STANFORD, Calif. — Every time you turn on a gas stove, your risk of blood cancer could be increasing, a new study warns. Stanford University researchers say these furnaces release benzene, a chemical linked to an increased risk of leukemia and other blood cancers. They found that a single gas stove burner or oven set to 350 degrees Fahrenheit can increase levels of this chemical more than second-hand smoke. Benzene can even stay for hours and travel throughout the home.

“Benzene is formed in flames and other high-temperature environments, such as the flares found in oil fields and refineries. We now know that benzene also forms in the flames of gas furnaces in our homes,” says senior study author Rob Jackson, the Michelle and Kevin Douglas Professor and Professor of Earth System Sciences at Stanford’s Doerr School of Sustainability, in a university news release. . “Good ventilation helps reduce pollutant concentrations, but we found that exhaust fans were often ineffective in preventing benzene exposure.

The team even found that benzene concentrations measured in bedrooms, which are typically further from the kitchen, were higher than national and international health standards. Even more troubling is that the range hoods and exhaust fans don’t seem to drop the intensity consistently.

Scroll down to see 4 ways to reduce your exposure to chemicals from gas furnaces

Gas stove with flames on pot and pan
(Photo: Andrea Piacquadio from Pexels)

This article is the first to analyze benzene emissions when a gas stove or oven is in use. In the past, studies have detected leaks from stoves when they are turned off and did not actually measure benzene concentrations. Another Stanford study also found that gas-burning stoves inside US homes leak methane and expose users to pollutants such as nitrogen dioxide, which can cause respiratory problems. A 2013 meta-analysis found that children who live in homes with a gas stove have a 42 percent higher risk of developing asthma than children who do not, and a 2022 analysis found that 12.7 percent of childhood asthma in the United States is attributable to gas. radiators.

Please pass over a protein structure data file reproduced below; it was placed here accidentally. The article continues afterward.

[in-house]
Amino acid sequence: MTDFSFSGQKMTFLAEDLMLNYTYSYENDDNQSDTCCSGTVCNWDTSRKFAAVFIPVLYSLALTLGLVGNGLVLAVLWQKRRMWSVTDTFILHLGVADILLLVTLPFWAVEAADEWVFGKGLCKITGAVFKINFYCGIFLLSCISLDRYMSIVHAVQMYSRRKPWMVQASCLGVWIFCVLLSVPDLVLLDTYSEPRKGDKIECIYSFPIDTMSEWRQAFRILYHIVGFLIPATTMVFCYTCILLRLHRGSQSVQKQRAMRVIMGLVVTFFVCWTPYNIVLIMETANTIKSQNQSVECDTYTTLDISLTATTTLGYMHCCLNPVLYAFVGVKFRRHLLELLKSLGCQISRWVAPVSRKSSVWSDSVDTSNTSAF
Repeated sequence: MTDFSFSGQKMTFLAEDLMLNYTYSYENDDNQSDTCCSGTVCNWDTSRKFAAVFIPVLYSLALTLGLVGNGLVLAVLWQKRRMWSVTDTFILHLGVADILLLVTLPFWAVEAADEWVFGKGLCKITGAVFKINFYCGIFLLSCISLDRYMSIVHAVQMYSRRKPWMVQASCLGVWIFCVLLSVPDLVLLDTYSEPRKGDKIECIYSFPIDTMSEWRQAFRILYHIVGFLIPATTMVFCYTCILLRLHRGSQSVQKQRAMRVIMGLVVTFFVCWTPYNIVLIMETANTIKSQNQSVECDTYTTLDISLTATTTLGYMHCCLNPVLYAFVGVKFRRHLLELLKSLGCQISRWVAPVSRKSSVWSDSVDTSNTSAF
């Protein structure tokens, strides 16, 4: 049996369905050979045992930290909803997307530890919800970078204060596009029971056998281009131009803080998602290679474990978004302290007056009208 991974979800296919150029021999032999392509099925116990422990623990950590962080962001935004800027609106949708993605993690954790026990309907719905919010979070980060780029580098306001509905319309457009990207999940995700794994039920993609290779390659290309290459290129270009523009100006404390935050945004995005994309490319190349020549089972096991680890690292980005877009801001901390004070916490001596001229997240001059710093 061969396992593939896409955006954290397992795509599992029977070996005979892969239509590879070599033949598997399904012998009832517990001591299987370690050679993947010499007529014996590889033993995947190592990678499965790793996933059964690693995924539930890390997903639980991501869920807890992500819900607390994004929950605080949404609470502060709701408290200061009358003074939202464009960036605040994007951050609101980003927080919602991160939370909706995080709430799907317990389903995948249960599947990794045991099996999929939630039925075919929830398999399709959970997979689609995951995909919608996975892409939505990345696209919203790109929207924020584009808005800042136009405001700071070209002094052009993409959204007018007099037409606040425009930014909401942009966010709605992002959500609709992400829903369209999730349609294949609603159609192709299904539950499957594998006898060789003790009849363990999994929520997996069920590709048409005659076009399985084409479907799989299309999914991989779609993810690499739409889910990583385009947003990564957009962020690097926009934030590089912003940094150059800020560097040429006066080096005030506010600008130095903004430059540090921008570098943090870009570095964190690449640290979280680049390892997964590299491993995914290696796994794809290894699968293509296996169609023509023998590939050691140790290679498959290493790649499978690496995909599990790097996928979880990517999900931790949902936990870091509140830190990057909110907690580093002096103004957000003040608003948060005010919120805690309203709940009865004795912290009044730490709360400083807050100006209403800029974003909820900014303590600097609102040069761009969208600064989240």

This study found that gas and propane burners and furnaces emit 10 to 50 times more benzene than electric furnaces. Induction cooktops did not emit any detectable amounts at all. During a fire, the release rate was hundreds of times higher than the benzene release rate reported in other studies from unburned gas leaks in homes. The researchers also looked at whether certain foods that were cooked would release benzene and found that none were released when pan-frying bacon or salmon. Emissions were related to fuel used, not food cooked.

“I’m renting an apartment that has an electric stove,” says study leader Yannai Kashtan, a graduate student in geosystems. “Before I started this research, I never thought twice about it, but the more we learn about pollution from gas stoves, the easier it is for me to live without a gas stove.

Not everyone can live without a gas stove or can afford to completely convert their kitchen to electric, but there are effective ways to reduce your exposure:

  • Use a portable induction cooktop, which can be found for under $50.
  • Use electric kitchen appliances, such as tea kettles, toaster ovens and slow cookers.
  • Where available, use state and local rebates as well as low or no-interest loans to offset the cost of replacing your gas appliance.
  • Federal tax credits are available now and federal credits will soon be available to help offset the cost of replacing gas appliances.

The results are published in the journal Environmental Science and Technology.

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